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The holiday season kicks off in Dayton today with the annual Grande Illumination and Dayton Children's Parade Spectacular in Lights.

RELATED: Kick off the holiday season at Middletown’s annual Santa Parade

This year marks 45 years celebrating the Dayton Holiday Festival, presented by Dayton Power & Light.

The event will be held at Courthouse Square and surrounding buildings from 4-9 p.m. with the tree-lighting ceremony at 7:45 p.m. and the parade immediately following. Hundreds of thousands of lights will illuminate the 45-minute parade, which will feature a variety of floats, entertainers, animals and several surprises.

RELATED: Christmas officially arrives starting this weekend

Activities planned include the live reindeer display, musical entertainment, carnival rides and games, holiday crafts and games, horse-drawn wagon rides, the Tike's Shoppe and a gingerbread house contest.

A complete list of festival events is available online, as well as a calendar of other downtown holiday events.

PARADE ROUTE: 

The parade will begin at 7:50 p.m. at Second and Wilkinson streets. It will proceed east on Second Street to south on Main Street, then to west on Fourth Street. When at Fourth and Perry streets, the parade floats will disband and stage for escort to their designated storage area.

Streets to Be Closed for Dayton Holiday Festival:

  • Closed from 9 a.m. until 10 p.m.:  Third Street between Main and Ludlow
  •  Closed from 3 p.m. until 10 p.m.:  Second Street between Perry and Vista View 
  • Closed from 5:30 p.m. until 10 p.m.:  Wilkinson Street between Second and Third,  Ludlow Street between First and Second
  •  Closed from 7 p.m. until 10 p.m.:  Main Street between First and Fifth, Second Street between Jefferson and Perry, Third Street between Jefferson and Perry, Fourth Street between Jefferson and Ludlow, Wilkinson Street between Maple and Fourth, Southbound Red Cross Lane between First and Second, Southbound Stafford Street between First and Second

RELATED: This breathtaking holiday light display is celebrating 27 years

The Dayton Holiday Festival, presented by DP&L, is a program of the Downtown Dayton Partnership, the City of Dayton, Montgomery County and the Mrs. Virginia W. Kettering Dayton Holiday Festival Fund.

Police officer shoots suspect while responding to domestic incident

Published: Friday, November 24, 2017 @ 6:21 PM

A female police officer shot a suspect multiple times after police said he pointed a handgun at her while she responded to a domestic incident this afternoon.

Colerain Twp. police responded to the 7800 block of Thompson Road around 3:30 p.m., according to investigators.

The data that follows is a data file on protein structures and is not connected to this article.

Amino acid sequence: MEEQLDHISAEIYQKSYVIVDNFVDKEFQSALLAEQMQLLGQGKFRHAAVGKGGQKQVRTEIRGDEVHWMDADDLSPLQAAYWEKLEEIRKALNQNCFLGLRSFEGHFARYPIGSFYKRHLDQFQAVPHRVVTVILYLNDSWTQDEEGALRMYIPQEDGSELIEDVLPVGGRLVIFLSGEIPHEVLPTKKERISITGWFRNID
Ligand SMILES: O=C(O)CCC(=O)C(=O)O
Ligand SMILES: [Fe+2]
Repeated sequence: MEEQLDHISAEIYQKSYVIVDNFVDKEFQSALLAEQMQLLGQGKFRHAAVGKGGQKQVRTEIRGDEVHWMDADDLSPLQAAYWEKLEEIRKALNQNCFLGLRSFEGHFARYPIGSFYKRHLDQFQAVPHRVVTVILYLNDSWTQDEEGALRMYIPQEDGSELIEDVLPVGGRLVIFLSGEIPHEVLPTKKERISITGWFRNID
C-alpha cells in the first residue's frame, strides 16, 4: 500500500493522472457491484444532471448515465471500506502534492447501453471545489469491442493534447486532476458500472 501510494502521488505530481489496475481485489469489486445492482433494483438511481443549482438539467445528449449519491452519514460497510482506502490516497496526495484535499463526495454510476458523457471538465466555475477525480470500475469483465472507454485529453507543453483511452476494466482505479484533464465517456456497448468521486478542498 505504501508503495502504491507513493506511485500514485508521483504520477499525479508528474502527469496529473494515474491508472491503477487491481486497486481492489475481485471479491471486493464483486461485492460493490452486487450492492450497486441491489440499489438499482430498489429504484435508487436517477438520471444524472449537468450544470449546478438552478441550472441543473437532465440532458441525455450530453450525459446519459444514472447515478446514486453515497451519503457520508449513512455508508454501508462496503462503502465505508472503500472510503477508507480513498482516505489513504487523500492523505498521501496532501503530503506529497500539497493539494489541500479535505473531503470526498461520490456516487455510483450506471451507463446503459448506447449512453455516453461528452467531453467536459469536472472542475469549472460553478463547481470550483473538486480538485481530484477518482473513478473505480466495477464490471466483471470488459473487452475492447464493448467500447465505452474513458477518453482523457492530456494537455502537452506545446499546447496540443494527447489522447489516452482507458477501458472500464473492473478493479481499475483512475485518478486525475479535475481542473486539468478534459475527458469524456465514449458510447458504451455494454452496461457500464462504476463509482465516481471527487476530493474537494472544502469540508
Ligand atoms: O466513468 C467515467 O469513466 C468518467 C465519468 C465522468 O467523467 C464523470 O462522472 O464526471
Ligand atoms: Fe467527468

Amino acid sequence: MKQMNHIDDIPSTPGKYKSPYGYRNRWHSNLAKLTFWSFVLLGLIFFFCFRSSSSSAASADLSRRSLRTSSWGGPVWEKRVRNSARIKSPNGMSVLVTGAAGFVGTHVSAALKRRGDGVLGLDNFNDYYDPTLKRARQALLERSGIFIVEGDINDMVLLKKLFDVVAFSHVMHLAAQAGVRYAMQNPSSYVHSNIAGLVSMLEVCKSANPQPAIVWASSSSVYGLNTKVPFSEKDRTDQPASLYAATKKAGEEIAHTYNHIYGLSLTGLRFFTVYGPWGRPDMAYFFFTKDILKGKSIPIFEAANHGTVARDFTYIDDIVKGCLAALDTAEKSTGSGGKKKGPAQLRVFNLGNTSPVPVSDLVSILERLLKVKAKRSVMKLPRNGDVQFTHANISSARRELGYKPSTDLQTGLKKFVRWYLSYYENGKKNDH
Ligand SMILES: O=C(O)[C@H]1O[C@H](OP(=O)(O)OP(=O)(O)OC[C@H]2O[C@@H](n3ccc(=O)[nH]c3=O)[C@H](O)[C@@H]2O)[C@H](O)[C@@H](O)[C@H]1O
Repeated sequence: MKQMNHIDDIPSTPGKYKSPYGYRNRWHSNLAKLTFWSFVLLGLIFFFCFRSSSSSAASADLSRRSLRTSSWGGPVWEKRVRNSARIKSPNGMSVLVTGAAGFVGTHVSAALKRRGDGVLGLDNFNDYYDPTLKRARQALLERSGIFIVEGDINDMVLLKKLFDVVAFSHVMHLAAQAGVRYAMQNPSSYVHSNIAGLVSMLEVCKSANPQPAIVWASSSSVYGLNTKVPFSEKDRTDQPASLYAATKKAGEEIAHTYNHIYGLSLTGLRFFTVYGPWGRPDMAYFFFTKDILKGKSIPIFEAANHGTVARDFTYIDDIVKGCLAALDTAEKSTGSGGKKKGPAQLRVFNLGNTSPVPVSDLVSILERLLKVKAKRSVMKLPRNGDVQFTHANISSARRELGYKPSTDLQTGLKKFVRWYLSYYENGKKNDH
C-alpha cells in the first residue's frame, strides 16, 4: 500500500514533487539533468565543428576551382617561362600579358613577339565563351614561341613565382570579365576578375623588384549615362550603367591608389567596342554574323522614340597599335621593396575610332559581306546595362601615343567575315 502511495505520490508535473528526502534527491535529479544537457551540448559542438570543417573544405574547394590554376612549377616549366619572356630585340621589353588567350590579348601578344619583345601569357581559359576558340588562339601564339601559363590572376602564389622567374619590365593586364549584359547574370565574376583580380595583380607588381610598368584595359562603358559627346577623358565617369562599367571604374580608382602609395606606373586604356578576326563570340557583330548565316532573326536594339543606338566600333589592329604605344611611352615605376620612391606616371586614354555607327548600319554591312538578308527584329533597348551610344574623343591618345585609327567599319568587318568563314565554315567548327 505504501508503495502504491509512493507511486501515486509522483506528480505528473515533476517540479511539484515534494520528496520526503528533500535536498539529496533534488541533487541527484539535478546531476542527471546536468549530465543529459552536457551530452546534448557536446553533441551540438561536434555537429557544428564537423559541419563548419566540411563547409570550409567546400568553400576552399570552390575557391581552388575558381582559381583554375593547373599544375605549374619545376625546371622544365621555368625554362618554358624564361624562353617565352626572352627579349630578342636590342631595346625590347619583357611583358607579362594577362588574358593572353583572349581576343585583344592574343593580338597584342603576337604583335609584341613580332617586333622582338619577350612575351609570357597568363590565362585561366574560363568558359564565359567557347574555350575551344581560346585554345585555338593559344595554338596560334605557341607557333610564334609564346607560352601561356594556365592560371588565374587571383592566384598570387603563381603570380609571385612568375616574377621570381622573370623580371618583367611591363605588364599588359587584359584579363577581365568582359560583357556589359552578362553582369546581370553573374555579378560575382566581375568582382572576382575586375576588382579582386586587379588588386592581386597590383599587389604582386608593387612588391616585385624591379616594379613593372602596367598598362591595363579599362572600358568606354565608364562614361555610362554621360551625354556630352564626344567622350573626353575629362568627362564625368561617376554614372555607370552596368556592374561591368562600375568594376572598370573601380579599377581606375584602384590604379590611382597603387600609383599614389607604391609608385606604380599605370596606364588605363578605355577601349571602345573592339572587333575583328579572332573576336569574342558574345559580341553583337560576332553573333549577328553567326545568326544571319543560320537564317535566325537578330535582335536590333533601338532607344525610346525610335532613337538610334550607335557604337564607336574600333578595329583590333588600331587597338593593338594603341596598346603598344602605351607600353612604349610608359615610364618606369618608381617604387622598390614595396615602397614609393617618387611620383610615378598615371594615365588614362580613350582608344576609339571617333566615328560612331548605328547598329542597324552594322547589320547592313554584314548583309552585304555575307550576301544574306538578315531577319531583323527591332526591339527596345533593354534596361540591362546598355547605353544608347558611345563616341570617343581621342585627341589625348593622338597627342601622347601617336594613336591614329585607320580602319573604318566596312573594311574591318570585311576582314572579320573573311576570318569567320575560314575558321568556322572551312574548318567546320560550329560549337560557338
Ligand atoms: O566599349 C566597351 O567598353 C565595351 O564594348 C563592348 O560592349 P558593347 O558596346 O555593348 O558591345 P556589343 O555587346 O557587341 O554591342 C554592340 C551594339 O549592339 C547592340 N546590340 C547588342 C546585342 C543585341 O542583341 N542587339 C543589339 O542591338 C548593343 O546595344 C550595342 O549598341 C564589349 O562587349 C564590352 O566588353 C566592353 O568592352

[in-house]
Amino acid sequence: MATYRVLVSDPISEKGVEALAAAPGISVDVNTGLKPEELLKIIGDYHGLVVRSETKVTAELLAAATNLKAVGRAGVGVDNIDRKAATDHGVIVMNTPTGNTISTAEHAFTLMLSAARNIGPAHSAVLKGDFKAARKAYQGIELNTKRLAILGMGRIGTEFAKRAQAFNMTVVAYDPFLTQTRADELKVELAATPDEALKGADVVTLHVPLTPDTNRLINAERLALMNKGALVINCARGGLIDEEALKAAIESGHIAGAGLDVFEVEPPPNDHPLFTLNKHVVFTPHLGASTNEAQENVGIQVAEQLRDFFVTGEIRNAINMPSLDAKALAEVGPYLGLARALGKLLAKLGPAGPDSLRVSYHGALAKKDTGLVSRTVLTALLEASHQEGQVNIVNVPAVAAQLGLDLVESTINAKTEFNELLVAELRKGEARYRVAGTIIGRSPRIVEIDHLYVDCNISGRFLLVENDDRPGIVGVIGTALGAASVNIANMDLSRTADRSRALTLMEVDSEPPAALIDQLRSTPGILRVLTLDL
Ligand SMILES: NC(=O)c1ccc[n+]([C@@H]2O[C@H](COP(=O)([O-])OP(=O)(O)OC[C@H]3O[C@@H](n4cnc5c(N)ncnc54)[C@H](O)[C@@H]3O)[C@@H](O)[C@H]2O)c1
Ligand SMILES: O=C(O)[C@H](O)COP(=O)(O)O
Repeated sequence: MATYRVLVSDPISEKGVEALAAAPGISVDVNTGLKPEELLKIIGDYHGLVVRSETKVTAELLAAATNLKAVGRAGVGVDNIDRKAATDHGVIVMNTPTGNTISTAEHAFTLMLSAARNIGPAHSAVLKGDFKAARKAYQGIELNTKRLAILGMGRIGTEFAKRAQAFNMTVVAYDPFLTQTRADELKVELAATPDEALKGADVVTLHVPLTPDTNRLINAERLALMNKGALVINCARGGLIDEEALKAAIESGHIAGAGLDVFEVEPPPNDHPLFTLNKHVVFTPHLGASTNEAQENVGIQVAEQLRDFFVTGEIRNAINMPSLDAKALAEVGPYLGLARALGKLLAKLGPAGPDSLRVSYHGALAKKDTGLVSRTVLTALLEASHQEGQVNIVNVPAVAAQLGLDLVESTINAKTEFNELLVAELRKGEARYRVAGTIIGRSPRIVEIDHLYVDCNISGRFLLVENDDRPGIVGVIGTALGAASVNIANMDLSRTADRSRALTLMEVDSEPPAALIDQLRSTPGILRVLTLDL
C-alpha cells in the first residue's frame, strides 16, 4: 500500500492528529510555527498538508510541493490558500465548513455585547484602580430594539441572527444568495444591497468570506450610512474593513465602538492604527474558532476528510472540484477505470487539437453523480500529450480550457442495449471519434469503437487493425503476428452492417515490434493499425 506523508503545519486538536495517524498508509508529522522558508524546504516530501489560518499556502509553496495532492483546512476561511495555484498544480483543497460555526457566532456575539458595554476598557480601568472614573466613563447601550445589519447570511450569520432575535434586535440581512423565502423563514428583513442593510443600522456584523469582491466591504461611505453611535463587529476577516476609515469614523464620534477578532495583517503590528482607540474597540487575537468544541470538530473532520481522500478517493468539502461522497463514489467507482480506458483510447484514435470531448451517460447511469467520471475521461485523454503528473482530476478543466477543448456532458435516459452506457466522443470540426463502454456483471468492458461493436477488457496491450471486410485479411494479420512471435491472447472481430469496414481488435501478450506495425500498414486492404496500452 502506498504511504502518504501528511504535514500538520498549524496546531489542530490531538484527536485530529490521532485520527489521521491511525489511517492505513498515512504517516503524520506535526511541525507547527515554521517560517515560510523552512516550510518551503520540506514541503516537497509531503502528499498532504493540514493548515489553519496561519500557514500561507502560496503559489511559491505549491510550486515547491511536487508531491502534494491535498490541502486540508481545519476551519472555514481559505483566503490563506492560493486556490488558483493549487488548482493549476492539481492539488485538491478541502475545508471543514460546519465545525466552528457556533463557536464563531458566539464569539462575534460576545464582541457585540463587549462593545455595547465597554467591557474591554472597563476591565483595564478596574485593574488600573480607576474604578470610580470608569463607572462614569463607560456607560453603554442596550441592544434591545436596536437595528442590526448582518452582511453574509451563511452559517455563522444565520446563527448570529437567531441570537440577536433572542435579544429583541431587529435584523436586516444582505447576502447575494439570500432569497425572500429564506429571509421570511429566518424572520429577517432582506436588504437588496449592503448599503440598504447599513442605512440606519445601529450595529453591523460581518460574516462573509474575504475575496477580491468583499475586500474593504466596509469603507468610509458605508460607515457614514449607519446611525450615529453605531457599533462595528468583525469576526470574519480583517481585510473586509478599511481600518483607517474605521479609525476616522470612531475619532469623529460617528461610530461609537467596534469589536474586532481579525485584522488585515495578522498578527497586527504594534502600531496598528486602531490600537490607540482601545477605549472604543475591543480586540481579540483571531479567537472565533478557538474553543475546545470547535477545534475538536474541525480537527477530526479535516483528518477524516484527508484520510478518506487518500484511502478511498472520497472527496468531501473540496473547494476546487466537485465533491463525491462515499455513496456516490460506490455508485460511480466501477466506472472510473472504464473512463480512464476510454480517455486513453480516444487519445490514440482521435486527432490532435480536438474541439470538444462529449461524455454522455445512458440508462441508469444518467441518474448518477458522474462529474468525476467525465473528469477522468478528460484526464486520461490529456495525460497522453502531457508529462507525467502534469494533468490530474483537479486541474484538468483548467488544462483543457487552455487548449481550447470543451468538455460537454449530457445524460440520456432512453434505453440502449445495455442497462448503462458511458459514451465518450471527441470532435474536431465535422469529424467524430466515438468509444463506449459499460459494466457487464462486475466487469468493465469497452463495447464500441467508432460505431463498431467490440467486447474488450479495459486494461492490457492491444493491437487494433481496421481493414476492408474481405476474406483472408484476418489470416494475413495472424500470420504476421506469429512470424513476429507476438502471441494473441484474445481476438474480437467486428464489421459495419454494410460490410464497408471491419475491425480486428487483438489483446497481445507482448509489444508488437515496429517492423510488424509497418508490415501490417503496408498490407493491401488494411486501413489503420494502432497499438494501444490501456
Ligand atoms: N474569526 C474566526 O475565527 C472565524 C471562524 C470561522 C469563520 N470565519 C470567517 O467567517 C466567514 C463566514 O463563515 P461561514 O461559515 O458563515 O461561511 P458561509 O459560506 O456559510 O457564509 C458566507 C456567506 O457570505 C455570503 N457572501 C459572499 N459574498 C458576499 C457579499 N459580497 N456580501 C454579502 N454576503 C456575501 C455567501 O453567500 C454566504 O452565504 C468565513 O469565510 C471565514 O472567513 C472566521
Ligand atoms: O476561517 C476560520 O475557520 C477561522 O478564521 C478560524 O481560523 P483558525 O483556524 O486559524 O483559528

LOCAL NEWS: Sex-with-student cases swamp area schools

When the female officer arrived on the scene the suspect, Gary Sanzone, 66, pointed a handgun at the officer and she fired multiple shots at Sanzone.

Sanzone was taken to a local hospital in unknown condition, police said.

The Cincinnati Police Department will be investigating the shooting, police said.

The officer was not injured in the shooting.

Local pig cruelty allegations: Appeals court rules against owners

Published: Friday, November 24, 2017 @ 4:39 PM


            Brian Weltge, President and CEO of the Humane Society of Greater Dayton, last year discussing four new projects. STAFF
Brian Weltge, President and CEO of the Humane Society of Greater Dayton, last year discussing four new projects. STAFF

A state appeals court has reversed a trial court’s decision to grant a motion to suppress in an animal cruelty case out of Drexel and involving pigs.

Two brothers were charged with seven counts of animal cruelty, a second-degree misdemeanor, after an agent with the Human Society of Greater Dayton seized seven pigs from their property at 6719 Dayton-Liberty Road.

On Jan. 7, Humane Society agent Heather Concannon removed seven pigs from a property that she says “we’re freezing to death,” including piglets whose teeth were chattering and their ears were shaking, according to her testimony in municipal court for the western division of Montgomery County.

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She testified that it was 6 degrees outside, not accounting for the wind chill.

Concannon said there was an ongoing investigation into cruelty to animals at the property since 2015. She testified that on Jan. 3 she heard what sounded like an animal in distress and walked up the driveway where she discovered a pig enclosure, according to documents from the Second Court of Appeals of Ohio for the second appellate district.

The pigs were stuck in cold mud and were at risk of hypothermia, Concannon testified, and she told the property owners they needed to remedy the hazardous conditions of the pens by the weekend. She said the brothers had agreed to fix the problems by the afternoon of Jan. 7.

But Concannon removed the pigs sometime after 12:01 a.m. Jan. 7, which she claims was necessary to save their lives. She testified that a storm was coming in and she had to act quickly.

As a result of the seizure, animal cruelty charges were filed against the brothers.

The defendants argued that Concannon performed unconstitutional searches of their farm property, violating their Fourth Amendment rights. Concannon admitted in testimony that she never obtained a search warrant.

In April, a municipal court judge with the Western Division of Montgomery County granted a motion to suppress the evidence collected and observed by Concannon and the statements the brothers made.

But this week, an appeals court ruled that Concannon’s observation and removal of the pigs were not unlawful.

The state argued that her observations of the pigs and their pen were from the access driveway on a non-residential farm field, which lacks reasonable expectations of privacy. Her observation falls under the open view exception to the warrant requirements, and her observation was not an actual search, subject to Fourth Amendment protections, the court ruled.